As a young girl I would spend a lot of time observing people’s reactions and behaviour. I’d observe the people around me and wonder who they were and what they were doing, and I couldn’t help but notice that they seemed to be taking life very seriously. Everyone seemed to lack any ‘Joie de Vivre’ for life!

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It’s only in recent years when I first began attending courses run by Universal Medicine and listening to Serge Benhayon present on the topic of Self-Love that I began to acknowledge that my body is actually something to be respected and treasured. When Serge talked about all the different ways in which we numb and override what our bodies are telling us, I could feel the truth of this – it all made perfect sense. I could see how some of the choices I had been making – such as drinking alcohol, taking drugs, staying up late, working till I was exhausted and certain food choices – were all ways of living that I considered normal.

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True Responsibility

May 23, 2015 — 392 Comments

I spent most of my childhood and much of my life feeling overwhelmed and burdened by what I thought was true ‘responsibility’. In the culture and family environment I was born into, responsibility was all about family first and taking care of everyone else’s needs before my own. This constant focus on others’ needs first is what I believed true responsibility to be.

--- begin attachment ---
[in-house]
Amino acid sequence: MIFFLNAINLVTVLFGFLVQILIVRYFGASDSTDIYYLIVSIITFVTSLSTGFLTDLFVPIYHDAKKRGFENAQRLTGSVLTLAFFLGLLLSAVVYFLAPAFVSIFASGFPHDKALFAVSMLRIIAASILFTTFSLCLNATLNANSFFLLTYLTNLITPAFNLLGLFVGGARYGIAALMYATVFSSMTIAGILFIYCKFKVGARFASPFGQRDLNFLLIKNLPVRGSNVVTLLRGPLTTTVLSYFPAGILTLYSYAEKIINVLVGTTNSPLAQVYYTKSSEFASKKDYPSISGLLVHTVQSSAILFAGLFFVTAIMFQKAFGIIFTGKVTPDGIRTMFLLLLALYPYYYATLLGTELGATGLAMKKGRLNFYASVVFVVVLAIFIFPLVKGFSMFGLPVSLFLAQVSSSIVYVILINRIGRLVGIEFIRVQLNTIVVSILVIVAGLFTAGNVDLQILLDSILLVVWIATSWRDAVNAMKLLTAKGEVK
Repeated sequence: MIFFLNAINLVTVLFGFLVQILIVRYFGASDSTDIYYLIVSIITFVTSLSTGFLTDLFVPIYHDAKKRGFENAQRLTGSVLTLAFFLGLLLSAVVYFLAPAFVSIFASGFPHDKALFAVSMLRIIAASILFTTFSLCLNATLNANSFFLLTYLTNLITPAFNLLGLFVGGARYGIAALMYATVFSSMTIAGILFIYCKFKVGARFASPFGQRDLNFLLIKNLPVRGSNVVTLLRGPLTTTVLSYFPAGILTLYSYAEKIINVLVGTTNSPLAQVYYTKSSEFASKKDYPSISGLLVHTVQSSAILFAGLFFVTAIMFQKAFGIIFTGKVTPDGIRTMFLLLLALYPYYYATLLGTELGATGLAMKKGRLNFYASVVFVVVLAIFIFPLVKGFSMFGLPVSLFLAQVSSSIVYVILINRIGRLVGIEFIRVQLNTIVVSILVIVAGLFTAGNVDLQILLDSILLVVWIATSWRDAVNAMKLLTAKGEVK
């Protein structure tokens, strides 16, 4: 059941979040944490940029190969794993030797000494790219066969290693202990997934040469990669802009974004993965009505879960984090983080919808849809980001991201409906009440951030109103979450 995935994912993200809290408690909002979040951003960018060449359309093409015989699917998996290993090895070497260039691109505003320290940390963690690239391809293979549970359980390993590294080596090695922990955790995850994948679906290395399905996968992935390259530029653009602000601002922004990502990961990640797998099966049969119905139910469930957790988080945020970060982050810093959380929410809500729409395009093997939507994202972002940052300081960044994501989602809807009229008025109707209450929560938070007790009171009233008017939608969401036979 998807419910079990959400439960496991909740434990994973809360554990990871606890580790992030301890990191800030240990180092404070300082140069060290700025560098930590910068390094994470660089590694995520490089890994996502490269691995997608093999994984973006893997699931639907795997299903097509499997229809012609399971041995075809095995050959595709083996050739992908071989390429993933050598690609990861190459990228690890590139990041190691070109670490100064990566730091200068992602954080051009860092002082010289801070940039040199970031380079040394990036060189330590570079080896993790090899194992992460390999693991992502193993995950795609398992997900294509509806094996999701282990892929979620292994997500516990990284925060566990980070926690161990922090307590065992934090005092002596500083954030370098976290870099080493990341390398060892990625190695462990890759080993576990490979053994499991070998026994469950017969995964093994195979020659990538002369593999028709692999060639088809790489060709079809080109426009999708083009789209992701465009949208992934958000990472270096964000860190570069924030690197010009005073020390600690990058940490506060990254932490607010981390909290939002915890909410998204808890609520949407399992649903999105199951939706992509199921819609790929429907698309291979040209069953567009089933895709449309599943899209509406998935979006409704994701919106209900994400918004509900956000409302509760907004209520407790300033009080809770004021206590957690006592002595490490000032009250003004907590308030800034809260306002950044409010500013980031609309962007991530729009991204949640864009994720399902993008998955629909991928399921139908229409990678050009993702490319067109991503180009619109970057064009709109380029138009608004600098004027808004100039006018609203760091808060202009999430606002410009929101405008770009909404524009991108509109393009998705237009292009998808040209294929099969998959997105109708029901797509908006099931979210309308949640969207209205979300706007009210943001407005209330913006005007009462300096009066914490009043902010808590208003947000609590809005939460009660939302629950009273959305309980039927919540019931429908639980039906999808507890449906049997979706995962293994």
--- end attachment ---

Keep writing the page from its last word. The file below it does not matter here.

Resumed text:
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Recently on an early morning walk I felt how sweet I am and how delicately and flowingly my body actually moves. Through the reflection of my shadow, I watched how my body moved without any imposition, with true flow and freedom. Even though I was moving, this delicateness and lightness had a quality of stillness about it that was simply lovely – unimposingly delicious, innocent, tender, delicate, open and what I call and can sum up as ‘sweet’. Continue Reading…

I have been clearing out clutter in my house recently: bedroom, bathroom, shower room, car… and then I felt okay, it’s time to go for it in the back room of my house. This is the place where I’ve dumped all my clutter for years, from when I was 16-17 years old and I’m 37 now! You know that kind of room, where everything goes. All the stuff we hold onto, but deep down we really don’t want to keep, then it becomes more and more, and we think how am I going to start this or clear it. It feels too big a job, and often we don’t look, or just close the door. Continue Reading…

As a child I grew up living in an environment of family violence and abuse. One of my siblings had an intellectual disability coupled with a complement of disorders that played out in regular psychotic and violent episodes. This was experienced as excessive controlling, manipulative and aggressive behaviour that exacerbated in puberty when physical size and strength intensified the periods of rage. Continue Reading…